40% of Americans Spending More on Health Care This Year
Two in five Americans (40%) are spending more on health care now than they were one year ago, according to a new Bankrate.com report. Only eight percent are spending less.
Twenty-eight percent of Americans are feeling more negative about the Affordable Care Act now than they were 12 months ago, twice as many as the 14% who are feeling more positive. One in four say it is more difficult to handle medical expenses now than it was a year ago (more than three times as many as those who say it is easier).
Americans’ biggest question about the Affordable Care Act, also known as Obamacare, is how it will affect their current health coverage. Twenty-eight percent say this is what they would most like to know about the new law, followed closely by the 24% who want to know how it will affect their household budgets. Twenty percent are most curious about whether the Affordable Care Act is really going to happen, and 15% say their top question is simply what Obamacare is.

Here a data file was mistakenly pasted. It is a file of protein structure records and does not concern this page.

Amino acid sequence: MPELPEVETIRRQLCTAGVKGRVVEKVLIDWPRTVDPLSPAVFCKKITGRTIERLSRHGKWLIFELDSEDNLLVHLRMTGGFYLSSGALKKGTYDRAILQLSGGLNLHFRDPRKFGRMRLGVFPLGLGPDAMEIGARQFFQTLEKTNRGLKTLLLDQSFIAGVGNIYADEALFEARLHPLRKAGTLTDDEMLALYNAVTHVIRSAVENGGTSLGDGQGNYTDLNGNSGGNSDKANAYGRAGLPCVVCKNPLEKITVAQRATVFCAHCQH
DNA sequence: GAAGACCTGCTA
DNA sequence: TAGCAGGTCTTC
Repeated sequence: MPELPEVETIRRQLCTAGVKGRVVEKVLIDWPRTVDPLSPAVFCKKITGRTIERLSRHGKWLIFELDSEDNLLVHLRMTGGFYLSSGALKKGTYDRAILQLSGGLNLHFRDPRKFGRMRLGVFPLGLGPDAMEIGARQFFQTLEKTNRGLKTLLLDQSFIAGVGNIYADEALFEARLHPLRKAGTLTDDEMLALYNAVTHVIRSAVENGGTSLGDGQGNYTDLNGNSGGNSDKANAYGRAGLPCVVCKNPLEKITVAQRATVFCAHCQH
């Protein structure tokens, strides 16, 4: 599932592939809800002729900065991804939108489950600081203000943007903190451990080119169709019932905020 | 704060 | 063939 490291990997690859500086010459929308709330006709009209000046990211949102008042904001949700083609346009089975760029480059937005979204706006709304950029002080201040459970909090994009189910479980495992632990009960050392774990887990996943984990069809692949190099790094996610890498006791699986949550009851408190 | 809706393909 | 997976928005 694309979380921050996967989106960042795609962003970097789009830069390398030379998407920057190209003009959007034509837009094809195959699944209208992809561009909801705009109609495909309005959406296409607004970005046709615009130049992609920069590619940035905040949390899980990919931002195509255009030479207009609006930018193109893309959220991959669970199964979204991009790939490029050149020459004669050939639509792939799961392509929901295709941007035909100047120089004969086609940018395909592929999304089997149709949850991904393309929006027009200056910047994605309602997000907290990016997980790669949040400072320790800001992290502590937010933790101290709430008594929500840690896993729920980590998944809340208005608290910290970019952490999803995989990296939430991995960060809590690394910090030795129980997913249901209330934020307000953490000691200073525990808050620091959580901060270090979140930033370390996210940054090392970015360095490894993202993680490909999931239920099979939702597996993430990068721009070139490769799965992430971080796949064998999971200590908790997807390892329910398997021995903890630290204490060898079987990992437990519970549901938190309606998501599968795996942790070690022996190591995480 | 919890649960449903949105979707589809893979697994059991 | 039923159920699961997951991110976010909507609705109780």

“We’re just three weeks away from when the new health insurance exchanges will begin accepting applications, and we’re still observing a disturbing lack of consumer education,” said Bankrate.com insurance analyst Doug Whiteman. “If this doesn’t change soon, millions of Americans could miss important deadlines or make uninformed decisions.”
These findings comprise Bankrate.com’s first Health Insurance Pulse, a monthly survey that tracks how Americans are feeling about health care and their personal finances. The survey was conducted by Princeton Survey Research Associates International (PSRAI) and can be seen in its entirety here: